On the somewhat-less subjective downside, I list the distinctly non-Mondayish EDDAS [Icelandic sagas], the yicky abbrev. BRS [Apt. parts, in ads] for appearing at 1-across (in fact all four corner acrosses are abbrevs.: BRS, NCR, OTS, NOS.), [’90s cabinet member Federico] PEÑA (isn’t flamenco guitar master Paco Peña more well-known? not Monday level anyway).

A few other notes:

  • For 31a [Texting units], I unsuccessfully tried LTRS (that ended up working at 56d [P.O. Box inserts], as well as CHRS (a lousy abbrev. for CHARacterS), and even SMSS before seeing the obvious MSGS.
  • OKIE(lahomanie) followed by DEL(aware), at 54a and 55a).
  • 50a KEYCASE crossing 44d ID CARD.
  • 46d, 47d: [Ultimate application] END USE, [Big bomb trials] N TESTS. You know, those two have a kind of doomsday-like connotation, especially together like that. Damn, and I was trying to get away from the pessimism.

Ultimately, though, it’s a good puzzle, better than average. I just hope the kids will be okay.

Updated Monday morning:

Bob Klahn’s CrosSynergy/Washington Post crossword, “A Foursquare Puzzle”- Sam Donaldson’s review

CS solution, February 25

One day after receiving the first ever Lifetime Achievement Award Orca, Bob Klahn hits us with a rather challenging Monday morning wakeup call. And we wouldn’t want it any other way. The theme involves four 15-letter expressions, each starting with a word that can also precede “square:”

  • 17-Across: The [Start of a nautical caveat] is RED SKY AT MORNING (Russia’s “Red Square”). Sailors take warning!
  • 28-Across: A [Totally new face] is a PERFECT STRANGER (“perfect square”). If you’re a perfect stranger to perfect squares, here’s a quick and dirty guide: perfect squares are integers like 9 and 16 that are squares of other integers (3 and 4, in this case).
  • 48-Across: The [1968 top-five Steppenwolf hit] is MAGIC CARPET RIDE (“magic square,” an arrangement of integers were every row, column, and disgonal adds to the same number). Any Seattle-based solvers think of former Sonics play-by-play announcer Kevin Calabro whenever you see this title?
  • 62-Across: [Eons ago] clues TIMES IMMEMORIAL (New York’s “Times Square”). I only know the expression as “time immemorial”–I never realized it could be in plural form.

From the burgeoning Items I Didn’t Know Department comes LEHI, [Where Samson defeated the Philistines], DIB, which apparently means to [Fish with bobbing bait], the Tony-winning Tammy GRIMES, and LEONARD as [Chico Marx’s real first name]. I would have guessed Karl.

Though my favorite clue is listed below, others I liked a lot included [Go out for a bit?] for NAP, [Ferry tail] for STERN, [It turns up at the end] for a SKI, [A question of success] for ANY LUCK, [Alley cat] (one hanging out in a bowling alley) for a KEGLER, and [First-rate straight] for a five-card straight that has an ACE HIGH.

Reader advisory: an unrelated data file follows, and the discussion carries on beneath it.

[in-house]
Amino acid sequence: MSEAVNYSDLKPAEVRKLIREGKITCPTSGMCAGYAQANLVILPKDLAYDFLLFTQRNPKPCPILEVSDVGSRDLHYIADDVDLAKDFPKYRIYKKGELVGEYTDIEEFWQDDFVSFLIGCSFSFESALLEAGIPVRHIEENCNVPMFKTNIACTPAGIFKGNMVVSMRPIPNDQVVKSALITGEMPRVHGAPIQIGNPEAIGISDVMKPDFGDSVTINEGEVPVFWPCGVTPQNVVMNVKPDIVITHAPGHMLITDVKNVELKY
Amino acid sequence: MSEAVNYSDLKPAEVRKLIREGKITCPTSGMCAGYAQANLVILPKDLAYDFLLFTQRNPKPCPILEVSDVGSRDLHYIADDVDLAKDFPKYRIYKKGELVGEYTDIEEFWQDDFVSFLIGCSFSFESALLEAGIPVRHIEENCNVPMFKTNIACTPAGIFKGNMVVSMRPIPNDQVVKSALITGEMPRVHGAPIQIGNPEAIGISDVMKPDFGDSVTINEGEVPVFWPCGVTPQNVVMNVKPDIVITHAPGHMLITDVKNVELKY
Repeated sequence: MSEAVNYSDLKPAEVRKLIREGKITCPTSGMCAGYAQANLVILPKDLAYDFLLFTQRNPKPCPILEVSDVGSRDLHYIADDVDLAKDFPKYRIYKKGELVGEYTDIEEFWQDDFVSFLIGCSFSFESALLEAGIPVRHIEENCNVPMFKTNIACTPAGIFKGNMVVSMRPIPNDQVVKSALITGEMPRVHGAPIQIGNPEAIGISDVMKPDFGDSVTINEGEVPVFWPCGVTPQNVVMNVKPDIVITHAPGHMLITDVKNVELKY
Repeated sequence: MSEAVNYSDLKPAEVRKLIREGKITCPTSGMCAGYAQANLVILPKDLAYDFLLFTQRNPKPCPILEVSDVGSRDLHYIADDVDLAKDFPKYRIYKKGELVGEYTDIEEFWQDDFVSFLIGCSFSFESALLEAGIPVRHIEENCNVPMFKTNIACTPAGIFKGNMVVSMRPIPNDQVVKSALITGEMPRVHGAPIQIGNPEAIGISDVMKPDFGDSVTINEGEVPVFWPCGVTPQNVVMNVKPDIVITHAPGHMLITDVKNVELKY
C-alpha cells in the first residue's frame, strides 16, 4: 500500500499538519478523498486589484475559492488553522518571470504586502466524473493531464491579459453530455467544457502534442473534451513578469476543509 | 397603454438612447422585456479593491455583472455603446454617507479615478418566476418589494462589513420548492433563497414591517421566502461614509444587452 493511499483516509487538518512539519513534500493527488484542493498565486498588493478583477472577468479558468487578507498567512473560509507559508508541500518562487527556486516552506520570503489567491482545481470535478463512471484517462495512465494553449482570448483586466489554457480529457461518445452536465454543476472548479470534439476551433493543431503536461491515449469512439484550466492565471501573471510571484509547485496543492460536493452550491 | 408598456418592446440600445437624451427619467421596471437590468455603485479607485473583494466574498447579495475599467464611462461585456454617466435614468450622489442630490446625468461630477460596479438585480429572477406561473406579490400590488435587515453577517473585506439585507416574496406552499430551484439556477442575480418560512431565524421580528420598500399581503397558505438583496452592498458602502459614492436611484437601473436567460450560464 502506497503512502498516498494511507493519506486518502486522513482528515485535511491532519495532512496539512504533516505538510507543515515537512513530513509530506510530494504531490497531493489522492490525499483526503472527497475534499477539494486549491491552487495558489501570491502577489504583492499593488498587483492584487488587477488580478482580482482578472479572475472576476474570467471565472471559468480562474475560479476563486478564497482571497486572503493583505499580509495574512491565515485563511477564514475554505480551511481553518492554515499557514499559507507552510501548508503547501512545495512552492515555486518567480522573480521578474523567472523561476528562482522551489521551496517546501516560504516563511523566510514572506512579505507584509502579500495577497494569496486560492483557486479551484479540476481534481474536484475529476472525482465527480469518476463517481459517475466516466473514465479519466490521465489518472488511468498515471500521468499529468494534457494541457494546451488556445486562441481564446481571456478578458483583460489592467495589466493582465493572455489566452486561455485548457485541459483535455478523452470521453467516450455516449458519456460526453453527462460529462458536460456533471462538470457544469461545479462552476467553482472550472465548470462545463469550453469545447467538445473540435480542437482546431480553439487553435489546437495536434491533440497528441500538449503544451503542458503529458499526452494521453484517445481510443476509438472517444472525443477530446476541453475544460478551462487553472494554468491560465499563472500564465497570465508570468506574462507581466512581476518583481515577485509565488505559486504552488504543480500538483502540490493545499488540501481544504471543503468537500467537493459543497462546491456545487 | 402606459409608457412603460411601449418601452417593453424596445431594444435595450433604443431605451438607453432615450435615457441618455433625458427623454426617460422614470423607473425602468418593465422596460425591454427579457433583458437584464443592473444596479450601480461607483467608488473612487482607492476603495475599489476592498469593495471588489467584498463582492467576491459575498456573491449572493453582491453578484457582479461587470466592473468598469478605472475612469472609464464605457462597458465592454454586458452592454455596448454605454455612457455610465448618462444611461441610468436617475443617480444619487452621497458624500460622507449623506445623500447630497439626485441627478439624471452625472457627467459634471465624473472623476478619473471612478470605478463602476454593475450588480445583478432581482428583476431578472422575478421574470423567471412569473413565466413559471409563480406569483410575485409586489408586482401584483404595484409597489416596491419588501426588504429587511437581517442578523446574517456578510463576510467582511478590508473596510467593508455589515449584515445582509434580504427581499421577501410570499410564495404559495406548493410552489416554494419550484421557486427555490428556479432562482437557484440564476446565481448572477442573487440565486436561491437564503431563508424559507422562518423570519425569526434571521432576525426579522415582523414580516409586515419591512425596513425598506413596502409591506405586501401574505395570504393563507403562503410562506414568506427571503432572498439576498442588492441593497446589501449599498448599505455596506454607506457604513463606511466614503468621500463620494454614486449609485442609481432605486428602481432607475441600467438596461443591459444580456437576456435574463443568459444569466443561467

Favorite entry = TEEN BEAT, the [1967-2007 magazine with idol covers]. I didn’t know Tiger Beat was out of circulation! Favorite clue = [Pointless jabber] for EPEE.


Brendan Quigley’s blog crossword, “Themeless Monday”

BEQ 2/25/13 answers

Congrats to Brendan on winning the Orca award for best freestyle puzzle! I think this is the first time I’ve been mentioned in anyone’s awards speech. Hard to believe, but none of the Oscar winners thanked me last night. Ingrates, all.

I was out all morning, so let’s get this done significantly faster than the Oscar telecast. Bulleted list!

  • 1a. [Salary that the average crossword constructor makes annually, give or take, mostly take], BILLIONS. The newspaper crosswords get fact-checked but these indie ones don’t have the same level of rigor.
  • 29a. [Language of Kuala Lumpur], MALAY. The word of the day from Visual Thesaurus comes from Malay: amok. In honor of that, I have sworn to walk amok all day today.
  • 31a. [“Man up!”], QUIT COMPLAINING. I also like “Skirt up!” and “Grow a pair [of ovaries].”
  • 43a. [Conference held at a hotel?], TRYST. That’s right, people: the crossword business’s annual conference, the American Crossword Puzzle Tournament, will take place at a hotel.
  • 55a. [It shouldn’t be dropped in front of kids], THE F-WORD. Because my mom was visiting yesterday, I made sure to do some laundry. Sure enough, during dinner, the dryer buzzed when the clothes were dry. “[The F-word!],” my mother exclaimed, as is her wont. (Noises startle her.) My kid, who doesn’t swear, cracked up. His grammy is very predictable.
  • 7d. They’re known for breaking things], NEWS TEAM. Brendan is using the plural “are” with the singular “team” because his English wife and a fondness for soccer have poisoned his mind.
  • 8d. Modern-day mixtape], SPOTIFY PLAYLIST. I hear that musical artists generally make next to nothing from online streaming of their songs. Isn’t that a shame?
  • 33d. Nervous post-blackout question], “I DID WHAT??” Hilarious. And sad.
  • LIP-SYNCH, QUAALUDE, and WATER-SKI are also zippy fill.

Flaws in this 70-worder: REMOW and ADORER are as roll-your-own as that rolling PAPER at 38a, and nobody uses ORT outside of the crossword sphere.

Four stars.

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10 Responses to Monday, February 25, 2013

  1. Huda says:

    Sam & Doug, that was hilarious!

    And a big CONGRATULATIONS to Puzzle Girl! Awesome doesn’t begin to cover it!

    PS. Here’s a slightly different point of view- My response to ACUP was: What do you mean smallish? Is there any smaller?

  2. e.a. says:

    turns out if you hear “it’s a no-brainer” enough times in a row it starts to sound like “it’s an o’brainer”

  3. HH says:

    And clearly, some people are better trained than others.

  4. HH says:

    Me again …

    If the ACPT is having another talent show this year, can Seth MacFarlane do the opening number?

  5. ArtLvr says:

    I tuned in to the Oscars for all of 15 seconds — some guy was singing about “boobs”, every third word, probably not meaning “dolts”. He must have been in his cups, as it were…
    I did adore the Klahn puzzle, with THE F WORD, and the Granny use recounted above!